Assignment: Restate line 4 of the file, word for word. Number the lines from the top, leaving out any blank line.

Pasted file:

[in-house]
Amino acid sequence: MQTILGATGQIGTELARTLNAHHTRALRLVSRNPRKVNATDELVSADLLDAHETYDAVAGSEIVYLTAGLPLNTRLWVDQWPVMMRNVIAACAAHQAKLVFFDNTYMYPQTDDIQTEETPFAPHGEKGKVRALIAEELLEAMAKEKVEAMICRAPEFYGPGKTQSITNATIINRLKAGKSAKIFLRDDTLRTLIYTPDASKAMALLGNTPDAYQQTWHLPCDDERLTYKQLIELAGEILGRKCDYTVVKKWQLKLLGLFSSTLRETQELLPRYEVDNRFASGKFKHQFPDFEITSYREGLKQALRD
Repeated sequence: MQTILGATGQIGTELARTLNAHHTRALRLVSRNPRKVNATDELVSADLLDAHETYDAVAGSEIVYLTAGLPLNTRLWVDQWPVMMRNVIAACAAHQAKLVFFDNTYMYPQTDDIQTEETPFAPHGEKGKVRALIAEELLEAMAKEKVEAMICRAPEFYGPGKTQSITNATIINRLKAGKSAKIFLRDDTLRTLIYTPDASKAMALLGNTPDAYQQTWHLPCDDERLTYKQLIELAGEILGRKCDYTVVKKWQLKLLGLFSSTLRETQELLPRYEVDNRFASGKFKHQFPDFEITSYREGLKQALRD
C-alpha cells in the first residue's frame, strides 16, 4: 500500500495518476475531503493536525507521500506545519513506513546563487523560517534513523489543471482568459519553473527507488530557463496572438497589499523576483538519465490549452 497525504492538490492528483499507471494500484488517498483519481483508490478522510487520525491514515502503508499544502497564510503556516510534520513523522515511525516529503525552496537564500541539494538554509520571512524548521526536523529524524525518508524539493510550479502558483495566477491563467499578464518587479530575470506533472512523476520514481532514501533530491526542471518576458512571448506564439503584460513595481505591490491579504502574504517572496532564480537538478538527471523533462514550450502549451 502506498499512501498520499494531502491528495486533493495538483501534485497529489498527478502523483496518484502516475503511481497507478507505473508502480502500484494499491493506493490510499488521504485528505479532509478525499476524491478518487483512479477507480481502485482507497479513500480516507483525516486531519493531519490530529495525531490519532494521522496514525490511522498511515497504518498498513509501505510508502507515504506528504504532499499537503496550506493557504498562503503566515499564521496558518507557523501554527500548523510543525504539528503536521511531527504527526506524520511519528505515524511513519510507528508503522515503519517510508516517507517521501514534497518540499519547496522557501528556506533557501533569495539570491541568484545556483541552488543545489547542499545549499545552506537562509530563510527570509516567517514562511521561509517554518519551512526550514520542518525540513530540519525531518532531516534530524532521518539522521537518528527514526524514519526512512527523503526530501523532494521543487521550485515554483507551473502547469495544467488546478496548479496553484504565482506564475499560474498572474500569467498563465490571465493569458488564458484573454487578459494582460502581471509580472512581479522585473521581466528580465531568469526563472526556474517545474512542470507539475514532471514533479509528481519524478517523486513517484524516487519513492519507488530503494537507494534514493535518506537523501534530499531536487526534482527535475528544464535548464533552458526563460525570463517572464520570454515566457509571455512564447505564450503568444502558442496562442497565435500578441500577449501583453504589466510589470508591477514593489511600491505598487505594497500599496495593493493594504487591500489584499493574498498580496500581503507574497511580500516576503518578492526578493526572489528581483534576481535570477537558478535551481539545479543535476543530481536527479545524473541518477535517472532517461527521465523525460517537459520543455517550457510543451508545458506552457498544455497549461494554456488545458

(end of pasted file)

C-alpha cells in the first residue's frame, strides 16, 4: 500500500495518476475531503493536525507521500506545519513506513546563487523560517534513523489543471482568459519553473527507488530557463496572438497589499523576483538519465490549452 497525504492538490492528483499507471494500484488517498483519481483508490478522510487520525491514515502503508499544502497564510503556516510534520513523522515511525516529503525552496537564500541539494538554509520571512524548521526536523529524524525518508524539493510550479502558483495566477491563467499578464518587479530575470506533472512523476520514481532514501533530491526542471518576458512571448506564439503584460513595481505591490491579504502574504517572496532564480537538478538527471523533462514550450502549451 502506498499512501498520499494531502491528495486533493495538483501534485497529489498527478502523483496518484502516475503511481497507478507505473508502480502500484494499491493506493490510499488521504485528505479532509478525499476524491478518487483512479477507480481502485482507497479513500480516507483525516486531519493531519490530529495525531490519532494521522496514525490511522498511515497504518498498513509501505510508502507515504506528504504532499499537503496550506493557504498562503503566515499564521496558518507557523501554527500548523510543525504539528503536521511531527504527526506524520511519528505515524511513519510507528508503522515503519517510508516517507517521501514534497518540499519547496522557501528556506533557501533569495539570491541568484545556483541552488543545489547542499545549499545552506537562509530563510527570509516567517514562511521561509517554518519551512526550514520542518525540513530540519525531518532531516534530524532521518539522521537518528527514526524514519526512512527523503526530501523532494521543487521550485515554483507551473502547469495544467488546478496548479496553484504565482506564475499560474498572474500569467498563465490571465493569458488564458484573454487578459494582460502581471509580472512581479522585473521581466528580465531568469526563472526556474517545474512542470507539475514532471514533479509528481519524478517523486513517484524516487519513492519507488530503494537507494534514493535518506537523501534530499531536487526534482527535475528544464535548464533552458526563460525570463517572464520570454515566457509571455512564447505564450503568444502558442496562442497565435500578441500577449501583453504589466510589470508591477514593489511600491505598487505594497500599496495593493493594504487591500489584499493574498498580496500581503507574497511580500516576503518578492526578493526572489528581483534576481535570477537558478535551481539545479543535476543530481536527479545524473541518477535517472532517461527521465523525460517537459520543455517550457510543451508545458506552457498544455497549461494554456488545458